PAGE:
Also the CCC was published in 2003, following a meeting a couple of years earlier I think - so what research has come out since this time that you feel supports 'encephalomyelitis' - applies to a patient population and has been confirmed through widespread testing? What research has overridden even the CCC panel's opinion at that time?
The WHO entry appeared in 1969 (Gods alone know how this was achieved - I mean the practicality of it based on that single Lancet paper. Sure wouldn't happen today).
I would suggest that it is the WHO that needs amending: not now perhaps but when the science confirms and applies whatever Bio-markers are found. And this could mean that encephalomyelitis is found not to apply to any one of us. We could be looking at a completely new medically-termed name for whatever is 'our' disease.
Another aspect I wanted to highlight:
The CCC were arguing that the Fukuda criteria were designed FOR RESEARCH and not Clinical diagnoses; and that there should be a different set of criteria for Clinical diagnosis i.e. the CCC. You are suggesting in your letter that the CCC should apply to Research AND Clinical diagnosis.
This might be considered something for which the CCC was never intended to do. I might be wrong - I realise events since then have lifted the CCC to greater prominence - but your letter could perhaps have dealt with this potential obstacle.
I believe the DHHS could be persuaded at this time to adopt 'ME/CFS' - in-line with the UK* - on a more formal footing; and acknowledge that there is not yet sufficient evidence to 'separate' the always presumed 'two' conditions (something the patient community would need to accept also). But in the letter you are using CCC to support something it wasn't originally intended to support. Namely, a criteria for clinical and research settings.
The CCC authors also acknowledged:
This just made me think that the CCC were still dealing with reported symptoms in 2003 and not really anything you could test for. I know the ICC attempted to make improvements in this area - but the CCC was (as a clinical tool) still relying on the doctor asking the patient; and excluding other possibilities.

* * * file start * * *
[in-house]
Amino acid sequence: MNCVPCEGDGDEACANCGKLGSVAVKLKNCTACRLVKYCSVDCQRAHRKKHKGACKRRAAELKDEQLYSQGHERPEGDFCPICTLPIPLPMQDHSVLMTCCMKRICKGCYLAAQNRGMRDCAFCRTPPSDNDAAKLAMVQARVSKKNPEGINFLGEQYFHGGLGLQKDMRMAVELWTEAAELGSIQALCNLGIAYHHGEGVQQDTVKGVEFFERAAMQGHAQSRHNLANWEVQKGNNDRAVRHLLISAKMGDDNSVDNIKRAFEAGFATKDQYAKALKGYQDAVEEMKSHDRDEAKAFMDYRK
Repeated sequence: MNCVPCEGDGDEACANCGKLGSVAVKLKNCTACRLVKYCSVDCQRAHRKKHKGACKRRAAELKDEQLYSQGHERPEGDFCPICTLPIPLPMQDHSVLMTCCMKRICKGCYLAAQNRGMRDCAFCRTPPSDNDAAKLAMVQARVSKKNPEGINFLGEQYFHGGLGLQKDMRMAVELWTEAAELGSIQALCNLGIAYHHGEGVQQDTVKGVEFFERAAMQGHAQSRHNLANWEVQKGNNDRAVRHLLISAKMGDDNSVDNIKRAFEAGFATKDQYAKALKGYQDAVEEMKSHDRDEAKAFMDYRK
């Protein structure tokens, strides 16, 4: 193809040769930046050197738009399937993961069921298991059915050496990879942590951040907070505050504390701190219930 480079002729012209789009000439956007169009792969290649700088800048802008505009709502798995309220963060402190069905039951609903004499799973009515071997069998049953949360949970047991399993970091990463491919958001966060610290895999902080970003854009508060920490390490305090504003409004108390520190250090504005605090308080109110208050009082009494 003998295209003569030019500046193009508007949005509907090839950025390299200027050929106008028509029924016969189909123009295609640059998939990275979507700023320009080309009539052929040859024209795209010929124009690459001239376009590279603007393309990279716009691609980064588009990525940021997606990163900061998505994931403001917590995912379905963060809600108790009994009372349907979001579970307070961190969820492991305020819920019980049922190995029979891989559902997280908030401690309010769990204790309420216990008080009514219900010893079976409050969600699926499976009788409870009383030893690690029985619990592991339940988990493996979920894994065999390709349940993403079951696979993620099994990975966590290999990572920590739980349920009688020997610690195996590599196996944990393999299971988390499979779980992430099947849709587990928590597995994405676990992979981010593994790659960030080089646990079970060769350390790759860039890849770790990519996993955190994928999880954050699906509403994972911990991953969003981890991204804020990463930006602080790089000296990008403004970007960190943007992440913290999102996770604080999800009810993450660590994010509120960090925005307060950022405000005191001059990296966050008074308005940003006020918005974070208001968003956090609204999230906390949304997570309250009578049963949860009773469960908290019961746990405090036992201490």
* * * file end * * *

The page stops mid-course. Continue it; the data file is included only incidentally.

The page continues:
I just wondered if in discussions with authorities - today - about a need to change the means of assessment in clinical practice and in research: we shouldn't be proposing something more definite. More testable. I wondered if this will not prove another obstacle to adoption.I don't know.
There is an overriding assumption that drives all these 'drop CFS' arguments. I mean I can understand that to patients and others it seems simple enough - drop the name 'CFS' adopt Encephalomyelitis and all the bad crap we feel we endure will go away. Nice and neat with a red-ribbon tied into a bow. But we also know it isn't going to be that easy - even today and I don't think your letter acknowledges our appreciation of this fact.
Only when we identify clear Bio-markers (that cause brain/spinal cord inflammation) - assuming there are any and that they cause significant impairment and occur throughout a defined patient population. These markers would need to be accepted and applied to a tested population, then included within a specific clinical AND research criteria. Such a finding/s may render the CCC, as you advance it, worthless; and encephalomyelitis, may only apply to 0.001% of the population.
Again we never acknowledge this in these discussions. I think that to advance the notion that encephalomyelitis is the 'correct' choice of name for the disease, for a criteria that aims to (without Biomarkers) define the disease - and that wasn't intended to do this - is still grasping at straws. And yet we take on board this approach because it is the name we simply prefer over the other alternative.
We will still be up against the question: 'Prove it'. And we can't. We can't prove inflammation is applicable to the patient population as we understand it. This is the same very unanswerable question that led to the inclusion of 'CFS' - essentially - and to the 'focus on fatigue' (or the broadening of what is and isn't 'ME') in the first place.
If the DHHS were to suggest that they 'tighten' the existing criteria and include PEM as a pre-requisite requirement, would that be a compromise you could accept?